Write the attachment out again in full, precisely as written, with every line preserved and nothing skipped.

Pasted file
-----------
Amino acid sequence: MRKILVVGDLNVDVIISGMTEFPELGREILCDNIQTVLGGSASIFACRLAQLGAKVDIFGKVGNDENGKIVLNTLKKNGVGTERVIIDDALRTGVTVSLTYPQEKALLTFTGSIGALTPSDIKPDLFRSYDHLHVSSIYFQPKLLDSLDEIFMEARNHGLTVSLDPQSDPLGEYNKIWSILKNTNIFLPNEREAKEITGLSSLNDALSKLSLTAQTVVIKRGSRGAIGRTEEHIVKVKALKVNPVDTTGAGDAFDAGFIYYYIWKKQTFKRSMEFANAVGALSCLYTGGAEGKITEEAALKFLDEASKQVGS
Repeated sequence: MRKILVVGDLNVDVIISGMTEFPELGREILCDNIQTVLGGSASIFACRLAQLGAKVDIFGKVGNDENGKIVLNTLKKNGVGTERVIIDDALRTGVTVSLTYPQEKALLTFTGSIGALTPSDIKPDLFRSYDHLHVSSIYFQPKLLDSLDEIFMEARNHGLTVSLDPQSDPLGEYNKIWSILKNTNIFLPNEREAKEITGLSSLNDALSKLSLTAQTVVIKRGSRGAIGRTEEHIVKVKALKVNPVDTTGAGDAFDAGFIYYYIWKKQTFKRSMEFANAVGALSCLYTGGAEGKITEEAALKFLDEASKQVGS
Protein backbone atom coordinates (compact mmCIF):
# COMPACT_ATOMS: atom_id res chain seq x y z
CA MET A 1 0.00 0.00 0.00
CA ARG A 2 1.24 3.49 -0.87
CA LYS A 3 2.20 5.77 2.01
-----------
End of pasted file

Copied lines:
Amino acid sequence: MRKILVVGDLNVDVIISGMTEFPELGREILCDNIQTVLGGSASIFACRLAQLGAKVDIFGKVGNDENGKIVLNTLKKNGVGTERVIIDDALRTGVTVSLTYPQEKALLTFTGSIGALTPSDIKPDLFRSYDHLHVSSIYFQPKLLDSLDEIFMEARNHGLTVSLDPQSDPLGEYNKIWSILKNTNIFLPNEREAKEITGLSSLNDALSKLSLTAQTVVIKRGSRGAIGRTEEHIVKVKALKVNPVDTTGAGDAFDAGFIYYYIWKKQTFKRSMEFANAVGALSCLYTGGAEGKITEEAALKFLDEASKQVGS
Repeated sequence: MRKILVVGDLNVDVIISGMTEFPELGREILCDNIQTVLGGSASIFACRLAQLGAKVDIFGKVGNDENGKIVLNTLKKNGVGTERVIIDDALRTGVTVSLTYPQEKALLTFTGSIGALTPSDIKPDLFRSYDHLHVSSIYFQPKLLDSLDEIFMEARNHGLTVSLDPQSDPLGEYNKIWSILKNTNIFLPNEREAKEITGLSSLNDALSKLSLTAQTVVIKRGSRGAIGRTEEHIVKVKALKVNPVDTTGAGDAFDAGFIYYYIWKKQTFKRSMEFANAVGALSCLYTGGAEGKITEEAALKFLDEASKQVGS
Protein backbone atom coordinates (compact mmCIF):
# COMPACT_ATOMS: atom_id res chain seq x y z
CA MET A 1 0.00 0.00 0.00
CA ARG A 2 1.24 3.49 -0.87
CA LYS A 3 2.20 5.77 2.01